Conference notes: TESOL Spain Madrid 2023

Last weekend, I had the pleasure to not only attend but also present at the TESOL Spain Madrid conference. It was a massive conference, with over 140 sessions spread out over three days, and by the end of it was physically and mentally drained – but it was entirely worth it. What follows here are my conference notes and reflections.

Esther Vázquez – Empowering Students through effective assessment
and feedback techniques

Esther’s session looked Assessment for Learning, and how it should be more in focus/use than Assessment of Learning. She emphasised:

  • Good feedback needs to be timely, individual and specific.
  • Feedback should take into account different perspectives (e.g., linguistic, effort, etc.), should be actionable and constructive. She used a really nice example to demonstrate the need for both positive and constructive feedback. She spoke about a time when she blindfolded a teacher and gave him a piece of paper that he had to throw in the bin. The teacher through the piece of paper and then missed. She then said “great work!”. The effect of this was, in reality, nothing! So, we need to ensure that we combine positive feedback with constructive feedback.
  • We need to create an emotionally-supportive, or in her words, resonant classroom in which learners feel safe, motivated and engaged. This links to a common theme I am seeing more of in ELT – the importance of Social and Emotional Learning, something I wrote about in my last article notes.
  • We need to embrace the power of ‘Yet’. Esther drew on the work of Carol Dweck, and noted that it is important that feedback isn’t simply a yes or no dichotomy – Assessment for Learning needs to take on the power of yet and show learners that while they are not where they want to be YET, they can be with more work. This contrast with the more traditional pass/fail approach that education has taken on in the past, or how learners feel is we are only using Assessment of Learning (summative assessment).

Esther also gave us some nifty practical ideas:

  • Two-minute warnings: The brain likes to know when things are going to start and end, and so it’s important to give learners notice.
  • Extra innings: After assignments, tests, work, etc., the teacher might correct the work, but then give learners another attempt after they are given time to review their notes. An alternative might be to get learners to submit their work, but tell them that you won’t check it until the end of the next class, and they will have until then to review their notes – in the next class they are given their work to complete again.

Fiona Hunter – Getting Crafty: increasing language acquisition from stories

Fiona Hunter from Kids Club English delivered an amazing workshop on using stories and crafts with Young Learners – and connecting it to SLA, which as you all know is something I feel we should always be doing. Fiona spoke about how we often use stories with Young Learners, and then follow-up crafts are often seens as the ‘keep them quiet’ time. She emphasized that in reality we need to be working with these stories multiple times, and crafts are the perfect opportunity for learners to re-engage with the stories (and language) in a natural and fun manner.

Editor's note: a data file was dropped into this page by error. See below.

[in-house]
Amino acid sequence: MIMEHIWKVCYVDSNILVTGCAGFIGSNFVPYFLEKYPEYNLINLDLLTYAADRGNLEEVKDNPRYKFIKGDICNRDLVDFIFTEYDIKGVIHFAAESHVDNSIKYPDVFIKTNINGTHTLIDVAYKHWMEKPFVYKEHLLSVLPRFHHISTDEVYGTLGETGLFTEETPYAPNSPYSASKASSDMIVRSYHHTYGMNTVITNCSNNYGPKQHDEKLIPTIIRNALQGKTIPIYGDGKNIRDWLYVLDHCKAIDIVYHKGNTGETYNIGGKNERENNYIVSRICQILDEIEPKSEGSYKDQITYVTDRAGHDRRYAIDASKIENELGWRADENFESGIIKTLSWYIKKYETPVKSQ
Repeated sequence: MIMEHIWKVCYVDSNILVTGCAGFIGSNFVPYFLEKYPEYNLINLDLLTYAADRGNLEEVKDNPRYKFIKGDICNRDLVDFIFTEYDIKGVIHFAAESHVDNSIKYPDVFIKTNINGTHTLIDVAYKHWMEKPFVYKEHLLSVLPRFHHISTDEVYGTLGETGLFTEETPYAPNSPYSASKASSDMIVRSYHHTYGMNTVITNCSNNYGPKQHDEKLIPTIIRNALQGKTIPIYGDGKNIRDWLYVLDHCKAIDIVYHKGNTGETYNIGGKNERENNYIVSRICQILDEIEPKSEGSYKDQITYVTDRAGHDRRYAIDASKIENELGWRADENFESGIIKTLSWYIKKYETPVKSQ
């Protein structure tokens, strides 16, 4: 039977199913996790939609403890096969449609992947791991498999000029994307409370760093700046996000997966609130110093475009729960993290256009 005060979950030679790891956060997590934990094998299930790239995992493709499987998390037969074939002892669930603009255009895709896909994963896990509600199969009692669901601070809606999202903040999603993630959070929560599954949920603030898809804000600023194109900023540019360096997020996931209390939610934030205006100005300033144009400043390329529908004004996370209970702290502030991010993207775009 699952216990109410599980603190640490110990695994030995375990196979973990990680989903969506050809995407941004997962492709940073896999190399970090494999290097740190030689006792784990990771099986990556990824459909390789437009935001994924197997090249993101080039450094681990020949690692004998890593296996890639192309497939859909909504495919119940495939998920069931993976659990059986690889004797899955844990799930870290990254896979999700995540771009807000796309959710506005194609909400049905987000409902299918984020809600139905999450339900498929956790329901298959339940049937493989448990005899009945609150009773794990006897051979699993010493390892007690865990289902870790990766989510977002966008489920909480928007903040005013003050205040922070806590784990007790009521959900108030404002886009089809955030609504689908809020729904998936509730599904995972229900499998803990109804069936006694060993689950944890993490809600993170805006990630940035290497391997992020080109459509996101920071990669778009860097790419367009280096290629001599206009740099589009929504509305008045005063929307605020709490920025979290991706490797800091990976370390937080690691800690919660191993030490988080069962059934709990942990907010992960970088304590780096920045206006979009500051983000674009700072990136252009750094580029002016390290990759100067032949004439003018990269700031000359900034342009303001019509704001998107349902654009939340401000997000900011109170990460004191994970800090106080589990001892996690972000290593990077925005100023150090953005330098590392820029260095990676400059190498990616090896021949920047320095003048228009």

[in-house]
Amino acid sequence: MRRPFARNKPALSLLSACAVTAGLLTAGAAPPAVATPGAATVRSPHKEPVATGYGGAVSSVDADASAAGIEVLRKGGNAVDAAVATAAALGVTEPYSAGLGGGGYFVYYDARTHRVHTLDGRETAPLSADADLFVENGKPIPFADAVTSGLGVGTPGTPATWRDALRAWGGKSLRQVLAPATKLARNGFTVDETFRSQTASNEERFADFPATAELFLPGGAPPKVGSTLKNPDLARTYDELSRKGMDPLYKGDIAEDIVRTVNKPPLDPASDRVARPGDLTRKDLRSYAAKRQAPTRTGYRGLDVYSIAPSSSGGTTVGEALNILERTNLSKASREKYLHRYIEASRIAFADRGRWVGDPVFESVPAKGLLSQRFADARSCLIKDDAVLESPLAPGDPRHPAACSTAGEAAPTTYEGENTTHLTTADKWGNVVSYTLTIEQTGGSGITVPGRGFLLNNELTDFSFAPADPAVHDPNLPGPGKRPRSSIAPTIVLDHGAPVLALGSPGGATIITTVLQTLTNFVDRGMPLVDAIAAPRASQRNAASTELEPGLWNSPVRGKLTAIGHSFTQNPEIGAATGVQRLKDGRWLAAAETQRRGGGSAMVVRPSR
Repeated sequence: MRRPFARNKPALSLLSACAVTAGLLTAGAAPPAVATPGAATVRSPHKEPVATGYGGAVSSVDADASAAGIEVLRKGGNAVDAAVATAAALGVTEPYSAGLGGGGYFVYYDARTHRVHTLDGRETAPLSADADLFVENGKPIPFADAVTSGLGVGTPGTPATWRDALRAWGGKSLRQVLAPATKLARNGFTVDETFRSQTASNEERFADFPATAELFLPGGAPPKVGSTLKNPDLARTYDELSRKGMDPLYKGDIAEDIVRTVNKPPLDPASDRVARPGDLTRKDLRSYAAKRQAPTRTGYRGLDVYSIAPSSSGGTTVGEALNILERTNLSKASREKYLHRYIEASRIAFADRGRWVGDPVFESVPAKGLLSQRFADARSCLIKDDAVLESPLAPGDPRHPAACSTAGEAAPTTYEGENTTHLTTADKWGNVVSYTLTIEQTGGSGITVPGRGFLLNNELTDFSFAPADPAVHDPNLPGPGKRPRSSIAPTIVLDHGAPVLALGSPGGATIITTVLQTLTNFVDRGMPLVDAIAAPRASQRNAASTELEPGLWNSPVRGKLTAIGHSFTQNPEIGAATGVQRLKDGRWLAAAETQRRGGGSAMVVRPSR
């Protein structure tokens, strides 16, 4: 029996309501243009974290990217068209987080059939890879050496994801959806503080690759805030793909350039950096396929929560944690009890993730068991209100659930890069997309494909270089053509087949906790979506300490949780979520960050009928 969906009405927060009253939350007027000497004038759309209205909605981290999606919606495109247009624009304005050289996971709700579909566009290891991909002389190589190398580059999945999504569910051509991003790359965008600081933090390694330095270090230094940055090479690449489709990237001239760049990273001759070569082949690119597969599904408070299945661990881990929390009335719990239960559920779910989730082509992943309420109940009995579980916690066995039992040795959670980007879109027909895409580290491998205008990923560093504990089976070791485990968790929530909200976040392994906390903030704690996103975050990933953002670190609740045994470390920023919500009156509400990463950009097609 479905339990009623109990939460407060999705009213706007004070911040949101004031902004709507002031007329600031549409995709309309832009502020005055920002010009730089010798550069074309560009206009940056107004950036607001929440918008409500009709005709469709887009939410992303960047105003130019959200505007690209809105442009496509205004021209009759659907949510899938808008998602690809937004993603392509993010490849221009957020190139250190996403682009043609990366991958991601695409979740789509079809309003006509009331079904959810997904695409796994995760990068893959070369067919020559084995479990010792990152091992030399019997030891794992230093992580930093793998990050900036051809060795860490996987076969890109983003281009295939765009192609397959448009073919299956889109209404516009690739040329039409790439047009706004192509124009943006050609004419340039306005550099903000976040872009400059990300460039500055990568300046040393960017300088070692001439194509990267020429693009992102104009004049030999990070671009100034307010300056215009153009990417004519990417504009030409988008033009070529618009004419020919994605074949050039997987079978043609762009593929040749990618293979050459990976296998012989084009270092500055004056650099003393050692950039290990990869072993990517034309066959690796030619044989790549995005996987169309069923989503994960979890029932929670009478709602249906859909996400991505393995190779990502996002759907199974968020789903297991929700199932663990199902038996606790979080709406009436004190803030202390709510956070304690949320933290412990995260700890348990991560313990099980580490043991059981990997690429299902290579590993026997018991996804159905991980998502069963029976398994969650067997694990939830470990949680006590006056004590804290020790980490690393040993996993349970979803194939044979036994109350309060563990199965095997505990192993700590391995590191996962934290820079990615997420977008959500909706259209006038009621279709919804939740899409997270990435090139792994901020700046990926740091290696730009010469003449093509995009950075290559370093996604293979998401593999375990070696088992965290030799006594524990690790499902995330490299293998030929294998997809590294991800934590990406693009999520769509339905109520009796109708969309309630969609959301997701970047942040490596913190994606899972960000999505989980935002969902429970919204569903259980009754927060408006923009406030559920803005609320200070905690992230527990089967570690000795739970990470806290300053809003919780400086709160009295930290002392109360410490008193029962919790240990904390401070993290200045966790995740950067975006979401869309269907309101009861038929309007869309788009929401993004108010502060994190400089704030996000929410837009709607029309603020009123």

She took us through some examples of crafts that she had created for one of the stories that she had created, and we had the opportunity to plan how we might use them in the post-story phase. It was quite easy to see how the use of crafts can be integrated with the re-telling of the story, movement, games, etc. For those of you interested in her work, you can check out her website, instagram or facebook.

Fiona’s session left both myself and my director with plenty of food for thought for the coming academic year. We are now thinking about how we can revamp the infant syllabi with stories and crafts.

Interestingly, I am often quite critical of conference workshops in terms of lasting impact on practice. While I do stand by my opinion when looking at conference workshops in general, there are obviously many workshops that, depending on your teaching, training or managing context, may have a very large impact on your practice. When I think back over the workshops at this conference, Fiona’s was the workshop that I feel had the greatest impact on my managing. It, in effect, showed how we might move our infant syllabi to a direction that we feel is more inline with our principles. It’s these workshops that make me love conferences!

Ethan Mansur – Developing Thinking Skills in Exam Preparation courses

Ethan, who I interviewed alongside Riccardo Chiapinni, ran a really interesting workshop that focused on developing thinking skills in exam classes. What I loved about Ethan’s workshop was how he really emphasized the learning value that exam classes can have; that is, we can move away from simply testing, and look at teaching. Moreover, he brought in one of my favourite frameworks for thinking – Bloom’s Taxonomy. The taxonomy focuses on lower-order thinking skills (LOTs) and higher-order thinking skills (HOTs).

Taken from University of Waterloo

Ethan spoke at length about the importance of trying to get both LOTs and HOTs in our exam classes; he mentioned that for the most part, many exam classes already engage learners’ LOTs – what is often missing are HOTs. This is where we can start to think about critical thinking and creativity.

Ethan took us through a number of exam tasks from the Cambridge B2 First, and asked us to think about how we might engage learners’ HOTs. There was plenty of discussion, and I feel that many of us got a lot out of these alone. Some of the suggestions Ethan presented included:

  • Rather than providing learners with a speaking task, ask them to create their own after having answered questions such as “Why do you think there are two examiners?” or “Why does the task include five topics?”.